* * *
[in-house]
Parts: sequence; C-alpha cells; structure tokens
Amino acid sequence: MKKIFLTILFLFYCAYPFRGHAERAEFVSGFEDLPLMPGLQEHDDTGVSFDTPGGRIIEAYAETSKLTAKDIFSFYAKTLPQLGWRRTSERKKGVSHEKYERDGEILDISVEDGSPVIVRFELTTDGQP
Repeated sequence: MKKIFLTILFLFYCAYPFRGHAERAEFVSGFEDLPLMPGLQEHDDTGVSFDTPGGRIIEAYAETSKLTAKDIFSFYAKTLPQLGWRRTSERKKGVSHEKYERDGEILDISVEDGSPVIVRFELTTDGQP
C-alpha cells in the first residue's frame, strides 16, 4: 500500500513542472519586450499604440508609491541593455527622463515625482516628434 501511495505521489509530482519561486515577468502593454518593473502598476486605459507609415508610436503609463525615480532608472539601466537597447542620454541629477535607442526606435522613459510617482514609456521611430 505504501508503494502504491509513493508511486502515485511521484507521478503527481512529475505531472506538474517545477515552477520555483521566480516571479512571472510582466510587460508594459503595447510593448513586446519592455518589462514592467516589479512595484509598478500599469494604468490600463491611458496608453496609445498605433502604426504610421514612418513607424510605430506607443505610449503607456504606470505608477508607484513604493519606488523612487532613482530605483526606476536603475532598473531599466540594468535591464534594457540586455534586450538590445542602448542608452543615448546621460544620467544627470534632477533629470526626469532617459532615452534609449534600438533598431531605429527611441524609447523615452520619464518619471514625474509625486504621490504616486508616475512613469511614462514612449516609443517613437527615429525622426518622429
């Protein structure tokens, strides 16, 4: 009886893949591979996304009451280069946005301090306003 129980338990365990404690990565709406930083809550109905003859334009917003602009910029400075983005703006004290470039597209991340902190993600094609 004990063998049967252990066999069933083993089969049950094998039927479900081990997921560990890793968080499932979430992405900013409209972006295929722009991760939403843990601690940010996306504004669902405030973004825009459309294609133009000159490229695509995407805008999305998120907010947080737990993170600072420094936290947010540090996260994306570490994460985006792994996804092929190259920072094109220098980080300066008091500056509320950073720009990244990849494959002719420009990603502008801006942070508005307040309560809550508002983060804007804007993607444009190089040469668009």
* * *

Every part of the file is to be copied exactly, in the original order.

[in-house]
Parts: sequence; C-alpha cells; structure tokens
Amino acid sequence: MKKIFLTILFLFYCAYPFRGHAERAEFVSGFEDLPLMPGLQEHDDTGVSFDTPGGRIIEAYAETSKLTAKDIFSFYAKTLPQLGWRRTSERKKGVSHEKYERDGEILDISVEDGSPVIVRFELTTDGQP
Repeated sequence: MKKIFLTILFLFYCAYPFRGHAERAEFVSGFEDLPLMPGLQEHDDTGVSFDTPGGRIIEAYAETSKLTAKDIFSFYAKTLPQLGWRRTSERKKGVSHEKYERDGEILDISVEDGSPVIVRFELTTDGQP
C-alpha cells in the first residue's frame, strides 16, 4: 500500500513542472519586450499604440508609491541593455527622463515625482516628434 501511495505521489509530482519561486515577468502593454518593473502598476486605459507609415508610436503609463525615480532608472539601466537597447542620454541629477535607442526606435522613459510617482514609456521611430 505504501508503494502504491509513493508511486502515485511521484507521478503527481512529475505531472506538474517545477515552477520555483521566480516571479512571472510582466510587460508594459503595447510593448513586446519592455518589462514592467516589479512595484509598478500599469494604468490600463491611458496608453496609445498605433502604426504610421514612418513607424510605430506607443505610449503607456504606470505608477508607484513604493519606488523612487532613482530605483526606476536603475532598473531599466540594468535591464534594457540586455534586450538590445542602448542608452543615448546621460544620467544627470534632477533629470526626469532617459532615452534609449534600438533598431531605429527611441524609447523615452520619464518619471514625474509625486504621490504616486508616475512613469511614462514612449516609443517613437527615429525622426518622429
């Protein structure tokens, strides 16, 4: 009886893949591979996304009451280069946005301090306003 129980338990365990404690990565709406930083809550109905003859334009917003602009910029400075983005703006004290470039597209991340902190993600094609 004990063998049967252990066999069933083993089969049950094998039927479900081990997921560990890793968080499932979430992405900013409209972006295929722009991760939403843990601690940010996306504004669902405030973004825009459309294609133009000159490229695509995407805008999305998120907010947080737990993170600072420094936290947010540090996260994306570490994460985006792994996804092929190259920072094109220098980080300066008091500056509320950073720009990244990849494959002719420009990603502008801006942070508005307040309560809550508002983060804007804007993607444009190089040469668009």